College Sports

Fans revel in USC-S.C. State matchup

All year long, S.C. State University graduate Rodney C. Jenkins roots for USC on fall Saturday afternoons.

The charged atmosphere of big-time college football at Williams-Brice Stadium and the hope the Gamecocks can beat some of the nation's best drives Jenkins on gameday in Columbia.

This weekend, it's all anxiety. And a different kind of hope.

"You know you're not supposed to win," Jenkins said of his undefeated Bulldogs, who clash with the 3-1 Gamecocks on Saturday for only the second time in history. "Yet, you wonder, 'Can we pull this off?'"

That's the question Jenkins and his pals - some of them USC fans and others S.C. State fans - will be tossing around before the game when they get together while the ribs, fish and onion sausage cook.

In a game designed to bring football-loving fans together, the Carolina-S.C. State matchup still has the ability to drive a wedge within households and relationships.

"It's a little bit like Clemson-Carolina," said 27-year-old Keisha Glover of Bluffton, a Winthrop University graduate. "They say you have to pick a side" even if you never attended either school.

Glover did. She is a USC fan.

Glover, who initially attended historically black Florida A&M University, at one time considered transferring to USC instead of Winthrop. Carolina, she said, "had a good vibe."

But, USC was a little too large a college for her, the Beaufort County prevention specialist said, hence her choice of Winthrop.

"My boyfriend is a die-hard Bulldog," Glover explained. "Don't get me wrong, I love S.C. State, too." Her experiences at Winthrop and at a historically black college gave her "the best of both worlds," she said.

"That's why I think it's so great the two schools are playing each other. I think it's cute."

When the two schools met initially in 2007, USC walked away with a 38-3 victory.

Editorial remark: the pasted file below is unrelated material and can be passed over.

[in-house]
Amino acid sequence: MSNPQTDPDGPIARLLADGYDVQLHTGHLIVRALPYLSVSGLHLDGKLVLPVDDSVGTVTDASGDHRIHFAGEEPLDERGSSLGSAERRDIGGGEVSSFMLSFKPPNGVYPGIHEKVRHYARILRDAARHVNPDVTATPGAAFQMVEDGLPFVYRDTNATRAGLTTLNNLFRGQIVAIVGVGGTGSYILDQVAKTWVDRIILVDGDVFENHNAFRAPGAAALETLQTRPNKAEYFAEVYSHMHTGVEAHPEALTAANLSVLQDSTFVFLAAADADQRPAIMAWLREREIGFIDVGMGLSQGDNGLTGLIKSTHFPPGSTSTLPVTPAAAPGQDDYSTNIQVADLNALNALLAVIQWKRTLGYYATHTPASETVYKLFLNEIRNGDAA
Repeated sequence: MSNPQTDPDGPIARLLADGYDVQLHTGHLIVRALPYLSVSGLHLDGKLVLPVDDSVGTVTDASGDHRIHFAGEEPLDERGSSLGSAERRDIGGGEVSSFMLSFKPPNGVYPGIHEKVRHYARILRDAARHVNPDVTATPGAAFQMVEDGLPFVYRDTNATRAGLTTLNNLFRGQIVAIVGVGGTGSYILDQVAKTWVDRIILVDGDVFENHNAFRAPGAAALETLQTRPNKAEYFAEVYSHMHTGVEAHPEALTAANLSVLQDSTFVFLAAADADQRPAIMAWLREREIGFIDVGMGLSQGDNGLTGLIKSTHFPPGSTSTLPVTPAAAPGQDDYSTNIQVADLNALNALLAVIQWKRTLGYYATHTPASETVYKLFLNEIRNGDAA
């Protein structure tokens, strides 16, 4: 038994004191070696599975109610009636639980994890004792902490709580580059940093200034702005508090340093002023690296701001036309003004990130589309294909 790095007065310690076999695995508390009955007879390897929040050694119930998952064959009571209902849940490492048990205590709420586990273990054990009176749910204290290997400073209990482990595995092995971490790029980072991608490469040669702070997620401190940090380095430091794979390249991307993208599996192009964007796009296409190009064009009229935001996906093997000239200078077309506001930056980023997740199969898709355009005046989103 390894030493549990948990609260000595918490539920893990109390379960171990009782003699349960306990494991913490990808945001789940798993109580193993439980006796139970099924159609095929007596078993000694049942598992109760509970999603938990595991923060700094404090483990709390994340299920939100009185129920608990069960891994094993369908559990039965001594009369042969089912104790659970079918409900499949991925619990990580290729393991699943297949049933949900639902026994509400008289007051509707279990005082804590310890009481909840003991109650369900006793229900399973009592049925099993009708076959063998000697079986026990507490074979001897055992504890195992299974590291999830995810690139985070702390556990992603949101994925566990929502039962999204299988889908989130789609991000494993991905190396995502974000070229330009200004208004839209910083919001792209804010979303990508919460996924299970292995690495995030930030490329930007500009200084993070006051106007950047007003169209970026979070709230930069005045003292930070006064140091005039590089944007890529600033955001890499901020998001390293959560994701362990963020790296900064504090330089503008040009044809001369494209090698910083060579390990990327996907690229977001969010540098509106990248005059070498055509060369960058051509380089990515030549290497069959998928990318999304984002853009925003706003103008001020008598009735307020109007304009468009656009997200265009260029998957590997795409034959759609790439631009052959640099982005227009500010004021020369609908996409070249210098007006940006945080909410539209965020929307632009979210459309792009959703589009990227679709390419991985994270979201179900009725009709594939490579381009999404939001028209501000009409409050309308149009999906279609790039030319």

Jenkins, the 1973 S.C. State graduate who also is a former Mid-Eastern Athletic Conference referee and current S.C. State booster, said he and his wife, Patricia, and their daughters, Marcelite and Cicely, plan on getting together with friends from Orangeburg's Wilkinson High School and their families for a big tailgate party.

"We're going to have a good showing," Jenkins predicted. "It's going to be a difficult game for us to win, but if we can't, then let's have a respectable showing."

Jenkins, chief financial officer for First Steps, said the 2007 USC-State matchup was a great financial opportunity for the school in Orangeburg, and also a great opportunity for the Bulldogs to play in a Southeastern Conference venue.

On the field, Jenkins said if S.C. State plays good defense this year, and the offense executes properly, the Bulldogs, who are expected to win their conference, will be "in the game" in the fourth quarter.

Another house you'll find lovingly divided over the Gamecocks and Bulldogs is that of LaTasha Gandy-Benjamin.

On the one side of the couch is mom, LaTasha, a 1995 USC graduate and unabashed Gamecock fan; on the other is 10-year-old daughter, Taylor Ramsue, an equally proud Bulldog fan.

"The Gamecocks are gonna lose!" Taylor said flatly.

LaTasha Benjamin said she and Taylor, who both attended the first game two years ago, will be at Saturday's game in full school regalia.

"It was a good day," Benjamin said looking back to the 2007 game, "for anybody who loves good clean football. We really enjoyed the game."

The Benjamins had "a huge tailgate" with family and friends from both schools, and sat on the Carolina side of the stadium that year, marveling at the respect the crowd had for the S.C. State Marching Band.

"This year, we're going to be a lot more relaxed. We're going to get there early, hang out with everybody, listen to the radio, and reminisce with friends," said Gandy-Benjamin.

Jenkins wants to continue to see S.C. State play the state's bigger football programs.

"I always thought these Division I and subdivision matchups should have been played in earlier times. I think the opportunity Carolina and Clemson are giving to the smaller colleges in the state is great."

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